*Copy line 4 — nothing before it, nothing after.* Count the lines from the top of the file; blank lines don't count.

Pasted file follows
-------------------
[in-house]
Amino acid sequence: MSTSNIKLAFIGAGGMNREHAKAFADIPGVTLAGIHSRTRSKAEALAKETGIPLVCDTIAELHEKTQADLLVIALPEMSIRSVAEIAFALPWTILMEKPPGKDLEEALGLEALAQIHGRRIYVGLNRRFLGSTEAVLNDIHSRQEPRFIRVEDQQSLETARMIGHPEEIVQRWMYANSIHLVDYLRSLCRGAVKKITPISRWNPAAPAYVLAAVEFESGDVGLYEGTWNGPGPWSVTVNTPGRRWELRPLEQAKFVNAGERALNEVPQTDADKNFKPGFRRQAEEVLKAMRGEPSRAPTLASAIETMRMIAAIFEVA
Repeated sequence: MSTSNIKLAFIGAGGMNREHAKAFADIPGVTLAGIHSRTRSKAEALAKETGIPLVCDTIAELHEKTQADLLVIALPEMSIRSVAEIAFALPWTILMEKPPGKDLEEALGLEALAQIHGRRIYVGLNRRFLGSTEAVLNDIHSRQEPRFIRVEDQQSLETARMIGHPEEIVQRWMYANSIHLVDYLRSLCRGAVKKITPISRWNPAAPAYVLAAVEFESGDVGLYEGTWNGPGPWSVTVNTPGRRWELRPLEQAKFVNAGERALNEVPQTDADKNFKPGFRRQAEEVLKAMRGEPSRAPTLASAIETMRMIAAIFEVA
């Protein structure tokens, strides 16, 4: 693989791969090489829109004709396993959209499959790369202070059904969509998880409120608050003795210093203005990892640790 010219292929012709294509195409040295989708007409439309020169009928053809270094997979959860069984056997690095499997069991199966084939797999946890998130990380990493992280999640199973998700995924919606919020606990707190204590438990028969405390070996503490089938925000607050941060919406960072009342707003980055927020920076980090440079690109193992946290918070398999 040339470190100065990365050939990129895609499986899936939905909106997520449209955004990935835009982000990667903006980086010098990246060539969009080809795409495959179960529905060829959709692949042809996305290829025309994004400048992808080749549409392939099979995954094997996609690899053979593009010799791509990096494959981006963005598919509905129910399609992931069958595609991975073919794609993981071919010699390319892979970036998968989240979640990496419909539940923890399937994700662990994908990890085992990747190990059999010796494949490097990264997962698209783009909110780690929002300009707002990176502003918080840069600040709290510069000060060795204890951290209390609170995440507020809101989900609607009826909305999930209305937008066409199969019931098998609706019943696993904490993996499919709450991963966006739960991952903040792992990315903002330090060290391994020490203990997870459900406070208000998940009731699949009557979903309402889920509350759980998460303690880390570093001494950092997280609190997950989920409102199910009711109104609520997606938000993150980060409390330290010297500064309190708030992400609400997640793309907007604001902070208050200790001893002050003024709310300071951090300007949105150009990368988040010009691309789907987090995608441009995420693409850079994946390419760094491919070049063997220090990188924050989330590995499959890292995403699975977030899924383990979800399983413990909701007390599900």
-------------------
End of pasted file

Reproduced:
């Protein structure tokens, strides 16, 4: 693989791969090489829109004709396993959209499959790369202070059904969509998880409120608050003795210093203005990892640790 010219292929012709294509195409040295989708007409439309020169009928053809270094997979959860069984056997690095499997069991199966084939797999946890998130990380990493992280999640199973998700995924919606919020606990707190204590438990028969405390070996503490089938925000607050941060919406960072009342707003980055927020920076980090440079690109193992946290918070398999 040339470190100065990365050939990129895609499986899936939905909106997520449209955004990935835009982000990667903006980086010098990246060539969009080809795409495959179960529905060829959709692949042809996305290829025309994004400048992808080749549409392939099979995954094997996609690899053979593009010799791509990096494959981006963005598919509905129910399609992931069958595609991975073919794609993981071919010699390319892979970036998968989240979640990496419909539940923890399937994700662990994908990890085992990747190990059999010796494949490097990264997962698209783009909110780690929002300009707002990176502003918080840069600040709290510069000060060795204890951290209390609170995440507020809101989900609607009826909305999930209305937008066409199969019931098998609706019943696993904490993996499919709450991963966006739960991952903040792992990315903002330090060290391994020490203990997870459900406070208000998940009731699949009557979903309402889920509350759980998460303690880390570093001494950092997280609190997950989920409102199910009711109104609520997606938000993150980060409390330290010297500064309190708030992400609400997640793309907007604001902070208050200790001893002050003024709310300071951090300007949105150009990368988040010009691309789907987090995608441009995420693409850079994946390419760094491919070049063997220090990188924050989330590995499959890292995403699975977030899924383990979800399983413990909701007390599900």